Monoamine oxidase a and catechol-o-methyltransferase functional polymorphisms and the placebo response in major depressive disorder.
|Title||Monoamine oxidase a and catechol-o-methyltransferase functional polymorphisms and the placebo response in major depressive disorder.|
|Publication Type||Journal Article|
|Year of Publication||2009|
|Authors||Leuchter, AF, McCracken JT, Hunter AM, Cook IA, Alpert JE|
|Journal||Journal of clinical psychopharmacology|
|Date Published||2009 Aug|
|Keywords||Adult, Antidepressive Agents, Catechol O-Methyltransferase, Depressive Disorder, Major, Double-Blind Method, Female, Genotype, Humans, Male, Middle Aged, Monoamine Oxidase, Phenotype, Placebo Effect, Polymorphism, Single Nucleotide, Randomized Controlled Trials as Topic, Severity of Illness Index, Treatment Outcome|
The placebo response shows pronounced interindividual variability. Placebos are postulated to act through central reward pathways that are modulated by monoamines. Because monoaminergic signaling is under strong genetic control, we hypothesized that common functional polymorphisms modulating monoaminergic tone would be related to degree of improvement during placebo treatment of subjects with major depressive disorder. We examined polymorphisms in genes encoding the catabolic enzymes catechol-O-methyltransferase and monoamine oxidase A. Subjects with monoamine oxidase A G/T polymorphisms (rs6323) coding for the highest activity form of the enzyme (G or G/G) had a significantly lower magnitude of placebo response than those with other genotypes. Subjects with ValMet catechol-O-methyltransferase polymorphisms coding for a lower-activity form of the enzyme (2 Met alleles) showed a statistical trend toward a lower magnitude of placebo response. These findings support the hypothesis that genetic polymorphisms modulating monoaminergic tone are related to degree of placebo responsiveness in major depressive disorder.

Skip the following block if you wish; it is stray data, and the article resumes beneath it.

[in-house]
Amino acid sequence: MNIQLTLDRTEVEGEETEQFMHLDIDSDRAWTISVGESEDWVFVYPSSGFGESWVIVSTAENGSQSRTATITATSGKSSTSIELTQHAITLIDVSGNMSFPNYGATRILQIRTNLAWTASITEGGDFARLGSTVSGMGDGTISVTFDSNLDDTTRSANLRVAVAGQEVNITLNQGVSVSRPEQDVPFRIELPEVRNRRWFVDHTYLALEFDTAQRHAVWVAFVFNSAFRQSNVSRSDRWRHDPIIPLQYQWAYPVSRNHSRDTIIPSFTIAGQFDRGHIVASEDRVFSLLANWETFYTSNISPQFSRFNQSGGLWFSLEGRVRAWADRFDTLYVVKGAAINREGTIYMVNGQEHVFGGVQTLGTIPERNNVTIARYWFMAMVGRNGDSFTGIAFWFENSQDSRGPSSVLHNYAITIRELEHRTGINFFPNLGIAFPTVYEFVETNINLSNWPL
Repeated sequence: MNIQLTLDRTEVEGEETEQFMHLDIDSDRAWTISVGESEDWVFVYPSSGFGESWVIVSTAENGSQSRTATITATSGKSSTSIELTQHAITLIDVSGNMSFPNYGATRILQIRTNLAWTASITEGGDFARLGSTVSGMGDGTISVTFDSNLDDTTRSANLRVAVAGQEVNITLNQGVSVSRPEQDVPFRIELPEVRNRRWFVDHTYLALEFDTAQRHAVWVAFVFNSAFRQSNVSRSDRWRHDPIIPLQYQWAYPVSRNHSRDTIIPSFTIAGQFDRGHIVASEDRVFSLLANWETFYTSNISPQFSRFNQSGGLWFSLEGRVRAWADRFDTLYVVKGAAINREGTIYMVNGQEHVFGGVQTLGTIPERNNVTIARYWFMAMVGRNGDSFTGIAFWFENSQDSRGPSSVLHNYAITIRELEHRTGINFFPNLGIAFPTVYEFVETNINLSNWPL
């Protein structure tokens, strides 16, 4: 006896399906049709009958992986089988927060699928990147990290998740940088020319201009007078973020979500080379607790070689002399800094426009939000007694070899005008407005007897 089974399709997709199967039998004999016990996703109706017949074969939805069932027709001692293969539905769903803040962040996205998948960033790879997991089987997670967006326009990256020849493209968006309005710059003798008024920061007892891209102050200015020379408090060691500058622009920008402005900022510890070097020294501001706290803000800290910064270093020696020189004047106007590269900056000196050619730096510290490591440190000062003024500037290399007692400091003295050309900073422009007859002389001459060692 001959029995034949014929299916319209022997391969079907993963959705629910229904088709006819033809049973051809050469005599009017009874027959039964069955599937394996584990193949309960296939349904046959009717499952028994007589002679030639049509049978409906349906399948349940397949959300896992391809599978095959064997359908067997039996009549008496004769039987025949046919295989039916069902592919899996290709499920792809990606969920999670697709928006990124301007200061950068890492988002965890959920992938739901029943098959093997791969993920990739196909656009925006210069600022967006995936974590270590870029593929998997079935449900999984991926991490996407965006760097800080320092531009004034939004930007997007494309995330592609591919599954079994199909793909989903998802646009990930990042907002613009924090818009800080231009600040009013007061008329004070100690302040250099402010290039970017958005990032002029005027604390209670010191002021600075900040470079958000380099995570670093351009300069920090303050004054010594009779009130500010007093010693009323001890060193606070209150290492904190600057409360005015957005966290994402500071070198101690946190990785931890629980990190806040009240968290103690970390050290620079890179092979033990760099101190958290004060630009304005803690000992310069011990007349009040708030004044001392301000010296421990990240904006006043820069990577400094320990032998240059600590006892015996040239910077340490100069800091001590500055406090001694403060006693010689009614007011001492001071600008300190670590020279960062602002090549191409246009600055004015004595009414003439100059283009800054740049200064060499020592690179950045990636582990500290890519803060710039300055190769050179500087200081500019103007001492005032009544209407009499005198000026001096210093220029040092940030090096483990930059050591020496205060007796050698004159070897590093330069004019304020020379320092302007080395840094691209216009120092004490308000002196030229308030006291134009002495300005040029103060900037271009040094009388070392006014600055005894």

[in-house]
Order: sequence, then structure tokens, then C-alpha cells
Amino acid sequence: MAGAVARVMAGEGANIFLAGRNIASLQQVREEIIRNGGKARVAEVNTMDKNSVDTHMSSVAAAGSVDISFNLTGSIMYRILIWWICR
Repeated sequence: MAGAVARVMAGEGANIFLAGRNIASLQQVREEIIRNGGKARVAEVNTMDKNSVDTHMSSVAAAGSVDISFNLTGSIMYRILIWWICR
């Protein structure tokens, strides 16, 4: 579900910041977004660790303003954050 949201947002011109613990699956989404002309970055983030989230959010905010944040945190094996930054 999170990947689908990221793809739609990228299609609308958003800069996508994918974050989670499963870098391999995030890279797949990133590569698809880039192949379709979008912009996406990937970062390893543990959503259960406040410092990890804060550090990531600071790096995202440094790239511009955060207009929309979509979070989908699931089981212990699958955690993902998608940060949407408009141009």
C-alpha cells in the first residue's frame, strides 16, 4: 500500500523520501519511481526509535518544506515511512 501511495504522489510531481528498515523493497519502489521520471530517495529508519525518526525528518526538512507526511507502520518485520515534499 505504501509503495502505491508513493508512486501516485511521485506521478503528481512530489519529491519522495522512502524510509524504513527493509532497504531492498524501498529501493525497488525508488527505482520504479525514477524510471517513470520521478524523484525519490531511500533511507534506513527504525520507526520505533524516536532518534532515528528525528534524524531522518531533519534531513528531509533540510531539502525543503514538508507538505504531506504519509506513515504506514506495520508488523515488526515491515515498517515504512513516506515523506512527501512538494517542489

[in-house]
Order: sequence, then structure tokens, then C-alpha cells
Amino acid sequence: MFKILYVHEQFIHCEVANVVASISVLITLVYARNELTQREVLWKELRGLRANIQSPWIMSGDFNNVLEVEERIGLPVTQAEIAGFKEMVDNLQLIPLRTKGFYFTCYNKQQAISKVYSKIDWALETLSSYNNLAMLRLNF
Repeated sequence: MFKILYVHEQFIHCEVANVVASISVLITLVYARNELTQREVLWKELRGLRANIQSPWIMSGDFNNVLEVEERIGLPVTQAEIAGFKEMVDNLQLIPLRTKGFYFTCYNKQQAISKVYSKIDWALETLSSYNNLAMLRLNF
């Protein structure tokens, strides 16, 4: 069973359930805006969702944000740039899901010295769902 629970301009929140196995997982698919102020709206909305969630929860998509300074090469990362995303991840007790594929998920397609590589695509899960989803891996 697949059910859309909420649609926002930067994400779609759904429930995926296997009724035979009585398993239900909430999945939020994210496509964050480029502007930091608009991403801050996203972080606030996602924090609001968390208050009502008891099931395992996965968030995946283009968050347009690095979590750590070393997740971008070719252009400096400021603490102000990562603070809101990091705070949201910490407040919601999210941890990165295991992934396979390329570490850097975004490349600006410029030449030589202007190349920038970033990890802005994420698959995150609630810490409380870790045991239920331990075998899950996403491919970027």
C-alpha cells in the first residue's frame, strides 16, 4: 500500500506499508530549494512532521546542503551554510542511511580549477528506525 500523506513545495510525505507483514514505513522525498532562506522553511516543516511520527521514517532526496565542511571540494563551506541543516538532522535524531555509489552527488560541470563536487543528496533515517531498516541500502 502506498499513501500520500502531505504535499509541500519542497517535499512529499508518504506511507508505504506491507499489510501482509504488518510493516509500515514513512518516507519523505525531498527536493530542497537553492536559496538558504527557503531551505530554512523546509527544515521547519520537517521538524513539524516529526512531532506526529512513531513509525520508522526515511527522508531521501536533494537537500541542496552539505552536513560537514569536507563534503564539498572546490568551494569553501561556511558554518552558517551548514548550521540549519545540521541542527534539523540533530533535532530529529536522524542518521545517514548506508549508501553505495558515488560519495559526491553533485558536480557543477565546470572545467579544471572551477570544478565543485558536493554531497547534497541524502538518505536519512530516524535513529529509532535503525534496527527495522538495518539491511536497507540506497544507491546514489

|Alternate Journal||J Clin Psychopharmacol|